This strange experience with my first post-divorce date led me back to counseling where I've begun to peel away deeper layers of my emotional pain. The man is no longer in my life, but I am benefiting from his ill-timed concern.
My daughter is joining the Girls on the Run team at school and I plan to run with her. This will require that I do a better job of fueling my body.
This will never change, but I don't feel bereft when we're apart. I know she has a great time with her dad and that she's in good hands. The time apart offers me an opportunity to recharge my energy and pursue my interests without interruption. It also makes our Wednesday reunions even sweeter.
I've accepted that this is where I am for now and take comfort that I won't always be in debt. I have removed the shame I felt that I had a credit card balance. I remembered that life happens. Cars break down. I didn't amass debt because I shopped too much at The Limited.
I have made adjustments to my money management, which helps me feel more in control, and I am pursuing a freelance writing gig. Sometimes I fantasize about a big chunk of money appearing out of nowhere, but honestly, I really want to conquer this on my own. It will be another story I tell myself of my ability to care for myself and my family. I stopped wringing my hands, accepted where I am, and made a plan for how to move forward. I like that narrative much better.
I'm not worried about this anymore. I love writing at my blog. I honor the writing I do here, and appreciate the fact that I have generous readers who encourage me and seem to benefit from the stories I tell. This writing is enough. It fuels me. It heals me. It makes me feel good. If other opportunities come my way, I will welcome them, but I will not consider myself “less than” if a book deal does not come my way.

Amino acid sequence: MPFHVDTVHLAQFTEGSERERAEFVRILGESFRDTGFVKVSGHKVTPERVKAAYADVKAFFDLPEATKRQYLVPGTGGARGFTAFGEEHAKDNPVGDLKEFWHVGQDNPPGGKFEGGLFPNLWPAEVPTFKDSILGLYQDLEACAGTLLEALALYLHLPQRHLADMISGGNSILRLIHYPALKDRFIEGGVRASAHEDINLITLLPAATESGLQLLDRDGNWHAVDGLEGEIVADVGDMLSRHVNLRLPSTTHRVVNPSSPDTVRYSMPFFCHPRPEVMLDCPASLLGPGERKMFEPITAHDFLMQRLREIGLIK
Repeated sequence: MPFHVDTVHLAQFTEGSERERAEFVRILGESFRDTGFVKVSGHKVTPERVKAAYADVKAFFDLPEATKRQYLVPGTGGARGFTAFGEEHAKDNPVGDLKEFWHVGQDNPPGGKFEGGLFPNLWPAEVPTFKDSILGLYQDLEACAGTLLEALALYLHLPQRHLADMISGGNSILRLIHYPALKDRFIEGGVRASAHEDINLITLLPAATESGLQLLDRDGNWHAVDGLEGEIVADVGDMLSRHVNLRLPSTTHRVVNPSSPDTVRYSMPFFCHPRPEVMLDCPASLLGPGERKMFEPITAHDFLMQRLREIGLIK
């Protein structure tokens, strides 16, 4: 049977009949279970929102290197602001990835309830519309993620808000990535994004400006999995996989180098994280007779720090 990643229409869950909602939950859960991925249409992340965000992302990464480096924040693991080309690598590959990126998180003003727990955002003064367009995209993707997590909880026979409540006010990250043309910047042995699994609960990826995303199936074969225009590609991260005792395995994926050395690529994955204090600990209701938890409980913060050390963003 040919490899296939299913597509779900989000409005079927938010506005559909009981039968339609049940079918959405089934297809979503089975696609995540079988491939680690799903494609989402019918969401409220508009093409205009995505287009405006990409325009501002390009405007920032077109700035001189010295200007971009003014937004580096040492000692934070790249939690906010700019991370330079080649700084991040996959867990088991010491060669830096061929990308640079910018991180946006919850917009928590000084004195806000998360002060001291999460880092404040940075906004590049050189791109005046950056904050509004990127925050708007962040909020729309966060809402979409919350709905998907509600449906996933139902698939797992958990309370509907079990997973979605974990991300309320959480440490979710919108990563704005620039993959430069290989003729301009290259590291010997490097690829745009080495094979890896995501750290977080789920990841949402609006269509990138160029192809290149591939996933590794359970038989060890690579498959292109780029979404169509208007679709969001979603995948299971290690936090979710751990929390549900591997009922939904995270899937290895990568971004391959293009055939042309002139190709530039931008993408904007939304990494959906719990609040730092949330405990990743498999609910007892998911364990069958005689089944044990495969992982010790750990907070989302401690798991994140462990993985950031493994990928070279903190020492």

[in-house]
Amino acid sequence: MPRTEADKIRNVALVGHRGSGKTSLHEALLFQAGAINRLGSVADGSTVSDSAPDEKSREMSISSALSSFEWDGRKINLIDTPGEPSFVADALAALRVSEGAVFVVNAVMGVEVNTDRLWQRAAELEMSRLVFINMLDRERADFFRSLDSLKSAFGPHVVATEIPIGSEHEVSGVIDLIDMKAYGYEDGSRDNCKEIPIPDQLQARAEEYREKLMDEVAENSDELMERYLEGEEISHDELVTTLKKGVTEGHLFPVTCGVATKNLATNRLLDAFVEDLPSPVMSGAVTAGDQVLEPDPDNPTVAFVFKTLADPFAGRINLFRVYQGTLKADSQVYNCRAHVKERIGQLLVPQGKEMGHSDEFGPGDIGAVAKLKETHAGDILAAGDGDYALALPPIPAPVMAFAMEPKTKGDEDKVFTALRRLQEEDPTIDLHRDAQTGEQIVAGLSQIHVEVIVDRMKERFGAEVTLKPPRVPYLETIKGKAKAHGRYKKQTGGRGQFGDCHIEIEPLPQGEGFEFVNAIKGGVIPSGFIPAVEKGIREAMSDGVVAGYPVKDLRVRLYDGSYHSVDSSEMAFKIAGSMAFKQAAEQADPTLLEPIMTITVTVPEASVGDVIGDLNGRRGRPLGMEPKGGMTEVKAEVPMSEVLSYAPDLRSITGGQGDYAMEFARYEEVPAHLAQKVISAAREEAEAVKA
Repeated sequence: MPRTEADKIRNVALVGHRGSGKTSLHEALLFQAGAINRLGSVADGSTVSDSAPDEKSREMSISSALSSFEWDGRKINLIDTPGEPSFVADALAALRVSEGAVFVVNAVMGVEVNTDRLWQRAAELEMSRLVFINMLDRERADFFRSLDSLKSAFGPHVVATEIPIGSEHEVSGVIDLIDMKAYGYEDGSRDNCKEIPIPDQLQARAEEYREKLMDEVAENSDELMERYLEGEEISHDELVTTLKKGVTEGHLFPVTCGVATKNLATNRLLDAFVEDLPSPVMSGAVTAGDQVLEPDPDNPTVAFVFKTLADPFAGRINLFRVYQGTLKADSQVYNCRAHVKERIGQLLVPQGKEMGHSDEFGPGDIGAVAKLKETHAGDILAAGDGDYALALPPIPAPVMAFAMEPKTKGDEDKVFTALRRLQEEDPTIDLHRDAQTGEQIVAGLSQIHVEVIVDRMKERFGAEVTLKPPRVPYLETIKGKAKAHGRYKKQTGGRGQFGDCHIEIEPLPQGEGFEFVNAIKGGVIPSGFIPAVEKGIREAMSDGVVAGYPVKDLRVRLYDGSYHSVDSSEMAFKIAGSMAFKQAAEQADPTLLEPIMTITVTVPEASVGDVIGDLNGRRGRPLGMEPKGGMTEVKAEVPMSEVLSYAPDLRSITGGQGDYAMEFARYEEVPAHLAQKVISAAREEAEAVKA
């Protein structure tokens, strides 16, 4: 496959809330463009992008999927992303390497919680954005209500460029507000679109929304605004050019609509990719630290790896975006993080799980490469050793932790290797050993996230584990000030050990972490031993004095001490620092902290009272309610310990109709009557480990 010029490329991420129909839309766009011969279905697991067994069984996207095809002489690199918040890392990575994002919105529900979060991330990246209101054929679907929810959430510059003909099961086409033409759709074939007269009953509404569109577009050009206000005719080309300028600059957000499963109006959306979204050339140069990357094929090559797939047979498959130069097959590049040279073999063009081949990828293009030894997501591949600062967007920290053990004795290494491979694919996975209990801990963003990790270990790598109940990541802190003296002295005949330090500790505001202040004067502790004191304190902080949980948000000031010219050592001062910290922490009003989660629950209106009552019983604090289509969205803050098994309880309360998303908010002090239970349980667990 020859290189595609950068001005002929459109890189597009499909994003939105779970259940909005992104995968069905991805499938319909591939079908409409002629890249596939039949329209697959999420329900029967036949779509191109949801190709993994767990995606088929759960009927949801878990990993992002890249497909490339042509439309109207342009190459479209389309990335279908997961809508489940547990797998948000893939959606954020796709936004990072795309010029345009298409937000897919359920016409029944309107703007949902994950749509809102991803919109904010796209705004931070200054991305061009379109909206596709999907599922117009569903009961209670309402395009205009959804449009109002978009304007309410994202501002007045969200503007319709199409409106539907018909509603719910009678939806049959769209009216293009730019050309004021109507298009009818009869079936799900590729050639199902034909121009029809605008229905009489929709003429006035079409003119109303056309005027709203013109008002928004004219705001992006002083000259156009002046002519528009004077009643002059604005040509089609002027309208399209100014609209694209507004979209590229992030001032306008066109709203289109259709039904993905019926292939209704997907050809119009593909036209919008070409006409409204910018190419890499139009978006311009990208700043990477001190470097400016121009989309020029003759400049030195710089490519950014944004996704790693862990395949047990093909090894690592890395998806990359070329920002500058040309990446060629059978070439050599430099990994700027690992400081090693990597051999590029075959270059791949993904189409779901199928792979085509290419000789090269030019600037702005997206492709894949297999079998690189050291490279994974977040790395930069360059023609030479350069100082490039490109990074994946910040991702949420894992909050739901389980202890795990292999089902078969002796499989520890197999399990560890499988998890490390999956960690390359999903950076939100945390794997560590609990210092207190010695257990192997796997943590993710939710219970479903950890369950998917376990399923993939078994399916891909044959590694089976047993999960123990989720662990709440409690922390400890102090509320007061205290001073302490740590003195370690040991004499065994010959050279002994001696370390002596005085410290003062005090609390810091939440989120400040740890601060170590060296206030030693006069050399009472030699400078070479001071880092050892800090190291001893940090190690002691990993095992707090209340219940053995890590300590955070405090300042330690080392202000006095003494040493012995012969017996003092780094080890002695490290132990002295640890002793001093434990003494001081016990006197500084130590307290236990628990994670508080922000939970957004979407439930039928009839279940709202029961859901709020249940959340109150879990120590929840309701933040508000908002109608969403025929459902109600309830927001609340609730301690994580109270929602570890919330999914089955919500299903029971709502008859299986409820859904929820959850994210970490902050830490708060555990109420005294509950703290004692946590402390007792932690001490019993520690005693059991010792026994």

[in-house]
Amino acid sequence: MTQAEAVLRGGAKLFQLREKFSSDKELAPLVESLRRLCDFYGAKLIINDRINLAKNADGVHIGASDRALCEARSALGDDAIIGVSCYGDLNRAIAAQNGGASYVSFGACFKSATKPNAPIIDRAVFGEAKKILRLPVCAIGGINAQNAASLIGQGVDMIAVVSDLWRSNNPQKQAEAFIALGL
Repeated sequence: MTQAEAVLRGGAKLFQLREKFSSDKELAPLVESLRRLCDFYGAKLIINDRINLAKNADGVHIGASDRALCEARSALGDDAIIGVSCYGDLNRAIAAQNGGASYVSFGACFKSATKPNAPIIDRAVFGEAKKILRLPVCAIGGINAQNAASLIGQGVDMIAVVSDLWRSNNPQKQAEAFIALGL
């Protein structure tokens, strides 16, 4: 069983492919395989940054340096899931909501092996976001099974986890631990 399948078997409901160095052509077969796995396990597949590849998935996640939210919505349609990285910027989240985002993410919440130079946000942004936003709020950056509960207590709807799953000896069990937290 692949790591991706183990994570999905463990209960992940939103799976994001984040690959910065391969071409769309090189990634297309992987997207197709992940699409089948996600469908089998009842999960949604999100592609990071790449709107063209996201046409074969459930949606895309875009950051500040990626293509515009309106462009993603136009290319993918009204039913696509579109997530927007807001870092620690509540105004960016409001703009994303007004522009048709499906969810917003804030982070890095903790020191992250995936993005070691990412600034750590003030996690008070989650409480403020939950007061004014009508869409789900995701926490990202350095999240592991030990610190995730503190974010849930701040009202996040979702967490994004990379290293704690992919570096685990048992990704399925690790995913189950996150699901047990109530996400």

I'm scared that the story I'm writing will never be as good outside my head as it is inside.
Again, not something I worry about anymore. I know how important writing Astrid's story has been to my life. That's what's important. I've got bigger fish to fry than to worry about something like this.
I get anxious when I can't plan for the future or even have the remotest idea what might come my way.
This is the biggest area of improvement. I simply am not worried about what does or does not come my way. It's a measure of how far I've come in practicing living in the present. What happens eight months from now is not my business today. I'll get there when I get there. Time and time again over the past year things and people have crossed my path that I could not have imagined. These moments were glorious, difficult, and instructive, and made all the better because of the element of surprise. I am so much better at taking life as it comes—it's really the only way to live life.